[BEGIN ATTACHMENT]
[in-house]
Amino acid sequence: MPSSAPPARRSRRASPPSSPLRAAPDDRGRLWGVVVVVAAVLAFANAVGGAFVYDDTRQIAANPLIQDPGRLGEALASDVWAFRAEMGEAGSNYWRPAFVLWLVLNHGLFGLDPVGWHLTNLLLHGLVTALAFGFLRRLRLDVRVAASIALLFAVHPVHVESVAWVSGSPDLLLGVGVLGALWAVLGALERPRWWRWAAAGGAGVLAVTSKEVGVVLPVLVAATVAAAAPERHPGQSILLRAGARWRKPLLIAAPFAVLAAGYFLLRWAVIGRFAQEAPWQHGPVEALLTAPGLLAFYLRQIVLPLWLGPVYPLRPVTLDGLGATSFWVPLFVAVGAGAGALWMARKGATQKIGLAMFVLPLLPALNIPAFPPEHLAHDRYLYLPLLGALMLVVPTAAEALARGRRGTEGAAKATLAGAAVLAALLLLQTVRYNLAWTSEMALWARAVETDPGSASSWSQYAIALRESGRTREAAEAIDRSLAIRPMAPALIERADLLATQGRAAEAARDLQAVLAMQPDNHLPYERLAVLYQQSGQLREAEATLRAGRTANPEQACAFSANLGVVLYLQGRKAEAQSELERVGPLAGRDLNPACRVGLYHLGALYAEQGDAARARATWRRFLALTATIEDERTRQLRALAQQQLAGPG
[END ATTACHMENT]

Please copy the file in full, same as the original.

[in-house]
Amino acid sequence: MPSSAPPARRSRRASPPSSPLRAAPDDRGRLWGVVVVVAAVLAFANAVGGAFVYDDTRQIAANPLIQDPGRLGEALASDVWAFRAEMGEAGSNYWRPAFVLWLVLNHGLFGLDPVGWHLTNLLLHGLVTALAFGFLRRLRLDVRVAASIALLFAVHPVHVESVAWVSGSPDLLLGVGVLGALWAVLGALERPRWWRWAAAGGAGVLAVTSKEVGVVLPVLVAATVAAAAPERHPGQSILLRAGARWRKPLLIAAPFAVLAAGYFLLRWAVIGRFAQEAPWQHGPVEALLTAPGLLAFYLRQIVLPLWLGPVYPLRPVTLDGLGATSFWVPLFVAVGAGAGALWMARKGATQKIGLAMFVLPLLPALNIPAFPPEHLAHDRYLYLPLLGALMLVVPTAAEALARGRRGTEGAAKATLAGAAVLAALLLLQTVRYNLAWTSEMALWARAVETDPGSASSWSQYAIALRESGRTREAAEAIDRSLAIRPMAPALIERADLLATQGRAAEAARDLQAVLAMQPDNHLPYERLAVLYQQSGQLREAEATLRAGRTANPEQACAFSANLGVVLYLQGRKAEAQSELERVGPLAGRDLNPACRVGLYHLGALYAEQGDAARARATWRRFLALTATIEDERTRQLRALAQQQLAGPG